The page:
10 Ways to Improve Anesthesia in Your ASC

Here are 10 tips on using your ASC's anesthesiologists to help save money, promote efficiency and build a great relationship among your staff.

Saving money and promoting efficiency

1. Invest in the right equipment. Certain pieces of equipment make it easier for anesthesiologists to do their job and thus improve ASC efficiency, while other equipment is not as essential, says Doug Yunker, MD, an anesthesiologist and medical director at Upper Arlington Surgery Center in Columbus, Ohio. Here are some examples:
  • Ultrasound. Use an ultrasound for regional blocks. The ultrasound system costs $40,000 but it provides a more accurate reading.
  • Intubating device. The Gliderscope, which costs about $9,000-$10,000, helps the anesthesiologist intubate patients. Without this device, intubation can take a while for some patients, frequent attempts can make them hypoxic, and in some cases intubation is not possible and surgery must be called off.
  • BIS monitor. On the other hand, a BIS monitor for brain waves may not be needed. "We've used it at the hospital and not found it to be helpful on a routine basis," Dr. Yunker says.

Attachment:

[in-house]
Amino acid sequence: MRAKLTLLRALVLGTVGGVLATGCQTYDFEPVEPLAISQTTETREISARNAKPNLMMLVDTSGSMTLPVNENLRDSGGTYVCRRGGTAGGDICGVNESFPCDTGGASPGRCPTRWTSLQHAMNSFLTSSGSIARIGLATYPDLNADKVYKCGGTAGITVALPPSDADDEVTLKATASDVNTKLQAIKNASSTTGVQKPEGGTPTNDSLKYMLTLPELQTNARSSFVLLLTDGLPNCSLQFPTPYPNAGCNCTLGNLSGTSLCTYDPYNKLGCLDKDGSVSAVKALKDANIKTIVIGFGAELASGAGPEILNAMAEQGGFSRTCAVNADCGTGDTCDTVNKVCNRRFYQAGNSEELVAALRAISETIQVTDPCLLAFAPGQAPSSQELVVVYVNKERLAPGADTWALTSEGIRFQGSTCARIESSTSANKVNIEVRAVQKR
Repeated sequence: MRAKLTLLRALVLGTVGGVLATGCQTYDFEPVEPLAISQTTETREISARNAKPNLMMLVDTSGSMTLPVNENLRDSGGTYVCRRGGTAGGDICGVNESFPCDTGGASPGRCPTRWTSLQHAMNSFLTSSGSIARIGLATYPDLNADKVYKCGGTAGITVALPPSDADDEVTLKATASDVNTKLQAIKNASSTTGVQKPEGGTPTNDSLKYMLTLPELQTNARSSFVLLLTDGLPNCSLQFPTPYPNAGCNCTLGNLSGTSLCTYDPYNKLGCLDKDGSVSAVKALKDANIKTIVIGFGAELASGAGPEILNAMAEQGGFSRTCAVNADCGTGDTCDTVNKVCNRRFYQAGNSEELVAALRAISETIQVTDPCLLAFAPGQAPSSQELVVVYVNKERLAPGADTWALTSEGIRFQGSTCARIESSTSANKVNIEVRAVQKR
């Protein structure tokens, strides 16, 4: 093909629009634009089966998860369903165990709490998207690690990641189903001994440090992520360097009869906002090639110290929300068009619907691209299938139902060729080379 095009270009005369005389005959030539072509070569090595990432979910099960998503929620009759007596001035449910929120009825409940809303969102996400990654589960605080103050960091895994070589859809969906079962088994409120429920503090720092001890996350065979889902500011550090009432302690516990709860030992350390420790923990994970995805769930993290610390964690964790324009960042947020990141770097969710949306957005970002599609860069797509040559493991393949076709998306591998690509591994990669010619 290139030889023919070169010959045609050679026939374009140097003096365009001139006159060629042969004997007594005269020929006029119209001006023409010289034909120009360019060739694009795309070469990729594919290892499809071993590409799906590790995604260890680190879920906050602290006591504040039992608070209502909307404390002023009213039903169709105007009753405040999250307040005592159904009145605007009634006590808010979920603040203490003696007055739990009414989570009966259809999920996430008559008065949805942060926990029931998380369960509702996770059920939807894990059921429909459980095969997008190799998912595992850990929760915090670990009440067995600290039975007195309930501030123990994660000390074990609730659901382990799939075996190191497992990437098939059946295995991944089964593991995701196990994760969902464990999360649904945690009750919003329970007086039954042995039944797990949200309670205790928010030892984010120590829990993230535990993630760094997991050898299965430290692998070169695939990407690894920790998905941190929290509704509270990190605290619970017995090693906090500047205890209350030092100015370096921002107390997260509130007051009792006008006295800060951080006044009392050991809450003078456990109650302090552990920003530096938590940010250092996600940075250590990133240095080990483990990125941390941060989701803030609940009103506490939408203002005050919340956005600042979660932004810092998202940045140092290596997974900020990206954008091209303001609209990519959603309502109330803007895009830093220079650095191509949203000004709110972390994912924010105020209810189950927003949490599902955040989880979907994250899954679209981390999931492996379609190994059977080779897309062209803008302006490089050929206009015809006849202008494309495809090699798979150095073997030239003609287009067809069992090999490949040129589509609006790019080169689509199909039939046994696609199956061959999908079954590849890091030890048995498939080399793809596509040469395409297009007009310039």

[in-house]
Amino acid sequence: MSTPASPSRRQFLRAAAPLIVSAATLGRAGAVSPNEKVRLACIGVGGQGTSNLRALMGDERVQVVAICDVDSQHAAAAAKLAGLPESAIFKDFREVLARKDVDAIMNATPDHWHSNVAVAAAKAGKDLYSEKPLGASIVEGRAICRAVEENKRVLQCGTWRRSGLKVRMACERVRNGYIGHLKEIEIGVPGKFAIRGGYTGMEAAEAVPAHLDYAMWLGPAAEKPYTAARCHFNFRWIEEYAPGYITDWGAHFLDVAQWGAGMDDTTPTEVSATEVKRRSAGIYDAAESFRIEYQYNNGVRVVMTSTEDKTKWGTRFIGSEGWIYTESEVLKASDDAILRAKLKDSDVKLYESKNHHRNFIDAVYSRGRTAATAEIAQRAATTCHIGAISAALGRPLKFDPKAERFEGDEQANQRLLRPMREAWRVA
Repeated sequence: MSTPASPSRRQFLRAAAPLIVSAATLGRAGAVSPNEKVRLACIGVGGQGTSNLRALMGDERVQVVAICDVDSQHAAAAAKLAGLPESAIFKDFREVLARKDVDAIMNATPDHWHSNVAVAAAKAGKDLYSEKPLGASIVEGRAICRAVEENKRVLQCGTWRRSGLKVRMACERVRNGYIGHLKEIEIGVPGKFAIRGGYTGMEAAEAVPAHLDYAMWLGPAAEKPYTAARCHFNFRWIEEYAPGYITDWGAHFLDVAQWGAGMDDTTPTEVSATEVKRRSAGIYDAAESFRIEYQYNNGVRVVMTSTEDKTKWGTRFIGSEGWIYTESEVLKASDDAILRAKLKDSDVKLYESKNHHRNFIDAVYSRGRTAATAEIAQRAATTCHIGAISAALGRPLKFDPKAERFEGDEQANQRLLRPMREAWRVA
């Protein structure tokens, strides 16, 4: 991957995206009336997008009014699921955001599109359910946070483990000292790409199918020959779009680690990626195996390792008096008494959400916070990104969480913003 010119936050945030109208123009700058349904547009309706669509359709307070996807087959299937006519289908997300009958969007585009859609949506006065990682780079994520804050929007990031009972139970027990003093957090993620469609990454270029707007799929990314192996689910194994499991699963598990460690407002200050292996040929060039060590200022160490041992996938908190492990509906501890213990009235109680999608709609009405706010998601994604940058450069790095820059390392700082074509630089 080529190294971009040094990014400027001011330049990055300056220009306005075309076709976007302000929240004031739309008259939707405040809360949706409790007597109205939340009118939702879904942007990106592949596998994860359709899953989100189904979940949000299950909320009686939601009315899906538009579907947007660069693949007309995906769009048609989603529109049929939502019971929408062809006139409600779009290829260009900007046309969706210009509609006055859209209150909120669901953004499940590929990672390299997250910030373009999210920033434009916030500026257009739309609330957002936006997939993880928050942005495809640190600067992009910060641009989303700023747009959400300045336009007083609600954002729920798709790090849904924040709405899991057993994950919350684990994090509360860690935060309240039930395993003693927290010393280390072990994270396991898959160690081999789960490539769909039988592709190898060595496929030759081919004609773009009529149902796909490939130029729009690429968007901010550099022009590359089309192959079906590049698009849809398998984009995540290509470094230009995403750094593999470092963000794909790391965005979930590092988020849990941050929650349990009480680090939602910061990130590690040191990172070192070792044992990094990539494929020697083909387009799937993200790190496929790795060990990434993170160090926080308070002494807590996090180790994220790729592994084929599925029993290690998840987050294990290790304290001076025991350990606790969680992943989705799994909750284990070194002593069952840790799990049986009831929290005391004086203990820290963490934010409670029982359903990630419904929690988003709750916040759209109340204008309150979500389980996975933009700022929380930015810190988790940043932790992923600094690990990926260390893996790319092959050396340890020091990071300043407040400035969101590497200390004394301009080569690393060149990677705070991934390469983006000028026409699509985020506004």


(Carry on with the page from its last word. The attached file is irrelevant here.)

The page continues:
From: 4 Ways to Improve ASC Profitability From an Anesthesiologist's Perspective

2. Partner with exceptional anesthesiologists for your ASC. One of the keys to efficiency in an ASC is the pre-op and post-op process, says Raviv Chopra, principal and CFO for The C/N Group. When you look at some of the more acute surgical specialties — orthopedics is one where this is critical, Mr. Chopra says — you need to maintain an efficiency mindset without compromising patient safety and comfort.

"Your anesthesia can make a difference," he says. "Once the surgery is done, how quickly are patients recovering so they can leave the facility? A lot of this ties back into anesthesia, and if you don't have an anesthesiologist with that skilled component, it can create challenges for you just from a recovery time perspective. Again, you want to maintain safety and quality without having patients clogging up your post-op recovery room.

From: 3 Ways to Improve Your ASC's Processes and Overall Efficiency: Anesthesiologists, Room Turnover and Cash Cycle

3. Implement standardized pre-op assessment criteria across all anesthesia providers in the anesthesia group. To maximize ease and convenience of patient preoperative evaluation, with a goal of eliminating same-day cancellations and the elimination or reduction of redundant preoperative laboratory requirements, specific pre-op guidelines are set and disseminated to surgeons and facility staff, says Susan Kizirian, COO for ASCOA. "When all anesthesia providers follow these same protocols, everyone is on the same page, eliminating confusion and case cancellations," Ms. Kizirian says. "Any variance to the protocol allows immediate evaluation for patient appropriateness and subsequent testing and evaluation as necessary."